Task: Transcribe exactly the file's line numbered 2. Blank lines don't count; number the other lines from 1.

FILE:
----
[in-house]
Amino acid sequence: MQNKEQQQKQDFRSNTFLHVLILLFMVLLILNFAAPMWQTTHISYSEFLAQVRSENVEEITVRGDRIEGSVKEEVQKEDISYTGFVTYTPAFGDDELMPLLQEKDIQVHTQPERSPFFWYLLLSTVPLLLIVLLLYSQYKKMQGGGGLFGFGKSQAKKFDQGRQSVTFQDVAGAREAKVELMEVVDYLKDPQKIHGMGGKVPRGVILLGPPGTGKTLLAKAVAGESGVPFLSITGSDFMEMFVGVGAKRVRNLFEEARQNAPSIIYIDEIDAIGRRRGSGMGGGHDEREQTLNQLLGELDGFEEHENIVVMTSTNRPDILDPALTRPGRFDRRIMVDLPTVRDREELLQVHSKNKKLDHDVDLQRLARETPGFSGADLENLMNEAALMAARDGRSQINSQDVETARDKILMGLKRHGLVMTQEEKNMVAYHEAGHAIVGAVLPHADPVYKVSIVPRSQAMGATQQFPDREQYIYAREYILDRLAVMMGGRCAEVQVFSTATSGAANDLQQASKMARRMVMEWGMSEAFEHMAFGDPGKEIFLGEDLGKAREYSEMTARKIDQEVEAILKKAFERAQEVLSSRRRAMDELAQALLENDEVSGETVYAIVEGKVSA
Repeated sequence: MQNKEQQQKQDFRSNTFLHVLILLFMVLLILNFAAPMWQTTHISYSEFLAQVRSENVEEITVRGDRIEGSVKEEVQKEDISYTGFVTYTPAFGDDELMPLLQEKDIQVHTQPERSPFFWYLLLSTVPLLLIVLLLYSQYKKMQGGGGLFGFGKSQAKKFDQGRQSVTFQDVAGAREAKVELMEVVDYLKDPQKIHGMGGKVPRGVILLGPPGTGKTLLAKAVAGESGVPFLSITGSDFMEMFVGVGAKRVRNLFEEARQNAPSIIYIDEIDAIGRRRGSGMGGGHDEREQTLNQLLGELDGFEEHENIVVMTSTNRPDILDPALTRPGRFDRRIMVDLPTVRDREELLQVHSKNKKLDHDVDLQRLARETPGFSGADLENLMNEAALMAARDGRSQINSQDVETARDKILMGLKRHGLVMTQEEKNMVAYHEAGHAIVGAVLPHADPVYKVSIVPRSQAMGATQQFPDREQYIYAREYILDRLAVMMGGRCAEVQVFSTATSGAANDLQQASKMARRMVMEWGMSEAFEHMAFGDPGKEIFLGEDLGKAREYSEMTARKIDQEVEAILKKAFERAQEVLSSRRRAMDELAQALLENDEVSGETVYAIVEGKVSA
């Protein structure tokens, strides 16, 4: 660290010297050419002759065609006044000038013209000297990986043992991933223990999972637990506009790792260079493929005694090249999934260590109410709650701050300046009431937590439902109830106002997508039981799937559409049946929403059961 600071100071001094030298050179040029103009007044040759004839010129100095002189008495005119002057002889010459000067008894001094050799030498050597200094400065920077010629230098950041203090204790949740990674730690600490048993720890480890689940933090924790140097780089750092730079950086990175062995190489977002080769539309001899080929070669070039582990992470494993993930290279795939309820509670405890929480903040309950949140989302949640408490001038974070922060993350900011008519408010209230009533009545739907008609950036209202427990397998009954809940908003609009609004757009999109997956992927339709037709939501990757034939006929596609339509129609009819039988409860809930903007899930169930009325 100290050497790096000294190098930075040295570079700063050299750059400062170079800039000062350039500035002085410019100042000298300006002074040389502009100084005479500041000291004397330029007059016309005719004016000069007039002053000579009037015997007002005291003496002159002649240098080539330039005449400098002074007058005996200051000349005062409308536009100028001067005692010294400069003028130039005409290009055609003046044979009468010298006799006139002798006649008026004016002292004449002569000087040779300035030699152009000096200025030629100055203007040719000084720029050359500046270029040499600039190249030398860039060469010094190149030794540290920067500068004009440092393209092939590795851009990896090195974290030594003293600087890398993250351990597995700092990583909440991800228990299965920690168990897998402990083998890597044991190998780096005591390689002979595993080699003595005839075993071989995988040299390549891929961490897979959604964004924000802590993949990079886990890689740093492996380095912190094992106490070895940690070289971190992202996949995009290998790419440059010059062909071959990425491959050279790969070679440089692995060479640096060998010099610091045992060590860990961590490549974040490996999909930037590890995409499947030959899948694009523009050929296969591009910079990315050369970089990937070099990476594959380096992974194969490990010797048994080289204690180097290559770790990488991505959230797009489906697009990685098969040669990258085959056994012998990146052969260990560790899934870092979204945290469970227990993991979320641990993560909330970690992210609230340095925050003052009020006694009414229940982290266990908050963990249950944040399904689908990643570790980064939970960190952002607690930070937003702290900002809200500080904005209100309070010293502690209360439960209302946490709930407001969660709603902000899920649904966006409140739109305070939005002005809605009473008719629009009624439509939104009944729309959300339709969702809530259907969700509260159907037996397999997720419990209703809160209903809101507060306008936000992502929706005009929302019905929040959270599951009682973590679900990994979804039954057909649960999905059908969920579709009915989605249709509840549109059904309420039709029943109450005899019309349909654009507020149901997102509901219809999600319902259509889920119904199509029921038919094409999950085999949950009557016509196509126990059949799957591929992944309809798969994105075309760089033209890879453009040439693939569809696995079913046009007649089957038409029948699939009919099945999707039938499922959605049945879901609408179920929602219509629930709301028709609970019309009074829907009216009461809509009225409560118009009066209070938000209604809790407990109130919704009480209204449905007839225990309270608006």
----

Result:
Amino acid sequence: MQNKEQQQKQDFRSNTFLHVLILLFMVLLILNFAAPMWQTTHISYSEFLAQVRSENVEEITVRGDRIEGSVKEEVQKEDISYTGFVTYTPAFGDDELMPLLQEKDIQVHTQPERSPFFWYLLLSTVPLLLIVLLLYSQYKKMQGGGGLFGFGKSQAKKFDQGRQSVTFQDVAGAREAKVELMEVVDYLKDPQKIHGMGGKVPRGVILLGPPGTGKTLLAKAVAGESGVPFLSITGSDFMEMFVGVGAKRVRNLFEEARQNAPSIIYIDEIDAIGRRRGSGMGGGHDEREQTLNQLLGELDGFEEHENIVVMTSTNRPDILDPALTRPGRFDRRIMVDLPTVRDREELLQVHSKNKKLDHDVDLQRLARETPGFSGADLENLMNEAALMAARDGRSQINSQDVETARDKILMGLKRHGLVMTQEEKNMVAYHEAGHAIVGAVLPHADPVYKVSIVPRSQAMGATQQFPDREQYIYAREYILDRLAVMMGGRCAEVQVFSTATSGAANDLQQASKMARRMVMEWGMSEAFEHMAFGDPGKEIFLGEDLGKAREYSEMTARKIDQEVEAILKKAFERAQEVLSSRRRAMDELAQALLENDEVSGETVYAIVEGKVSA